What happened on July 4? Not what you might think

Rare copy of Declaration of Independence now on view at Washington University


Scroll over the above image to learn more about this historic document. (Photo: James Byard/Washington University)

What happened on July 4, 1776?

Not what you might think.

On that historic day more than 200 years ago, the Continental Congress adopted the Declaration of Independence. But it would be weeks before the Founding Fathers actually signed the handwritten document now housed in the National Archives in Washington.

In the meantime, official broadsides — the public service announcements of the day — were printed and posted on the doors of courthouses across the colonies.

One of the few surviving broadsides of the Declaration of Independence is now on view in the recently expanded John M. Olin Library at Washington University in St. Louis. The broadside was a gift from the family of Eric and Evelyn Newman.

Printed by Solomon Southwick for the people of Rhode Island, the declaration proclaims: “All men are created equal, that they are endowed by their Creator with certain unalienable Rights, that among these are Life, Liberty and the pursuit of Happiness.”

“To read this broadside would have been a momentous occasion,” said David Konig, professor of history in Arts & Sciences and of law in the School of Law at Washington University in St. Louis. “You can imagine the people of the time gathering to read and debate the declaration. Broadsides were the way the government communicated with the people.”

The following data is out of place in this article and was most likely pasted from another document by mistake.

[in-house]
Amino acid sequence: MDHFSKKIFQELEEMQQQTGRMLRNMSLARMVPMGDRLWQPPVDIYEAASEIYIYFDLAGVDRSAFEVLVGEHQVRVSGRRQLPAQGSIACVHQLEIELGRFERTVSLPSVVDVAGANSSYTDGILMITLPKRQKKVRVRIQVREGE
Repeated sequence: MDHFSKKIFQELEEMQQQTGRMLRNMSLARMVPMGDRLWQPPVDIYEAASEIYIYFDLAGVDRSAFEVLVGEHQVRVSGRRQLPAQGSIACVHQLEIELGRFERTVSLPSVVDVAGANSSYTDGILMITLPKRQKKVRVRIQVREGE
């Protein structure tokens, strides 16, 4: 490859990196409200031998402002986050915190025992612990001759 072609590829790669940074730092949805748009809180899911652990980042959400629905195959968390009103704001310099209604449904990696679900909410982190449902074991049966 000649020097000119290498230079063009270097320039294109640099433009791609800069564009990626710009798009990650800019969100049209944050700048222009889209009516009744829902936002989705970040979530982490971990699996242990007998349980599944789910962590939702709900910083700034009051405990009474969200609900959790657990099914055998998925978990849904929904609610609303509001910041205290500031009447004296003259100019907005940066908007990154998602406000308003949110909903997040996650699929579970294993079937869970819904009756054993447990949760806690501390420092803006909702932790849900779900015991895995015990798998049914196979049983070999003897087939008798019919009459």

The declaration is the centerpiece of a reimagined Olin Library, which provides new spaces for study and exploration, enhanced technology, a new north entrance and a vault to house the university’s growing special collections. The carefully designed exhibit space has humidity and temperature controls and is darkly lit to reduce fading. It also features a digitized replica of the declaration with a touchscreen that explores the document’s history and significance. 

Denise Stephens, university librarian and vice provost, is thrilled that Olin Library can share the declaration with the public. She counts the declaration’s public debut in May as one of her proudest moments as a librarian.

“Thousands of members of the Washington University community were here to see this one thing,” Stephens said. “You could see the regard and reverence on their faces. That made all of the work that has gone into the declaration’s conservation and exhibition worth it. After all, it’s not just our artifact; it belongs to everyone.” 


The regular designated viewing hours for the Declaration of Independence exhibit are  9 a.m. to 5 p.m. Monday-Friday and 11 a.m. to 5 p.m. Saturday and Sunday. Olin Library will be closed July 4. 

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